Southern Oregon University may eliminate its international studies, physics and art history majors, among other cuts, President Mary Cullinan told university staff this morning.
The proposed cuts are part of SOU's retrenchment plan and will also include laying off five full-time professors and eliminating numerous minors and certificate options.
"I wish it didn't have to happen," Cullinan said Wednesday. "It's very sad."
Cullinan said the plan is only a proposal and will be subject to a 20 university-day feedback period, where staff can suggest alternative cuts.
Proposed cuts include majors and minors with the fewest number of students, and those that faculty previously ranked as being of lower priority or in need of review and restructure.
The plan includes the elimination of 10 majors, including virtually the entire physics department, and 12 minors, including those in French, musical theater, professional writing, photography, German and land-use planning.
Students with declared majors and minors will be grandfathered out of the programs proposed for cuts, and in some cases might be forced into taking classes online or through independent study, Cullinan said.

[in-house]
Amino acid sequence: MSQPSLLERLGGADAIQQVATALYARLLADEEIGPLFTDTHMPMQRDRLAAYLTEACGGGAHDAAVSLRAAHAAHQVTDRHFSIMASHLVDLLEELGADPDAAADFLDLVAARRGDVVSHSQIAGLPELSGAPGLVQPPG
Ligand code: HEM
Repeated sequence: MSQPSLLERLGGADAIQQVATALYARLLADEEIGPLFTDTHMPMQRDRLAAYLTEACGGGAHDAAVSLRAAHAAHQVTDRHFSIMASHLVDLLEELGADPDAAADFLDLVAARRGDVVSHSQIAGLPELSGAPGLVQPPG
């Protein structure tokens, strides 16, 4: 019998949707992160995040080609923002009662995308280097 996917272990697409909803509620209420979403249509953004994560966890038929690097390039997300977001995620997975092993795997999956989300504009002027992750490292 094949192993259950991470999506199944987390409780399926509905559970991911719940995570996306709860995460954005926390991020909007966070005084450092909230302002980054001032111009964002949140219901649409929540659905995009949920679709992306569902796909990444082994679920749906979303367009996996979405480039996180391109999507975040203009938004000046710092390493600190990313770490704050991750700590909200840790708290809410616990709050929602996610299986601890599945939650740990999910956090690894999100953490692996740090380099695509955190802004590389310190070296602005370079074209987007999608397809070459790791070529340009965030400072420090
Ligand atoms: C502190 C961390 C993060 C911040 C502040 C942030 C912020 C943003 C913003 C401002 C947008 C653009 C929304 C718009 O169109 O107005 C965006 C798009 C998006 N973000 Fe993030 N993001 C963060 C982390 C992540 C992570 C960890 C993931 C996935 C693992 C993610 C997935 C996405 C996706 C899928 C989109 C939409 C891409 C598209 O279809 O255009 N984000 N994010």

Cullinan announced in December that SOU administration would enter retrenchment, a process in which it can cut programs and faculty without breaching the faculty union contract.
The Oregon University System allows retrenchment when it's necessary to achieve a financially stable university.
SOU plans to make between $3 million to $5 million in cuts over the next three years, Cullinan said.
Cutting adjunct professors and increasing class sizes from an average of 17 to 21-22 per class will also happen, she said, but are not part of the retrenchment process.
Cullinan sent an announcement to faculty this morning about the proposed cuts, and believes staff will quickly figure out, based on seniority, which of their colleagues are likely to be on the chopping block.
"People are going to figure it out," said Cullinan. "I think they already have, frankly."
In addition to five full-time professors who would be notified in March that their contract would expire in 12 months, another two vacant positions won't be filled, and other adjunct professors — full- and part-time — would be let go.
During the following two school years, another 12.5 professors and more adjunct faculty would also be cut, according to the proposal.
— Teresa Ristow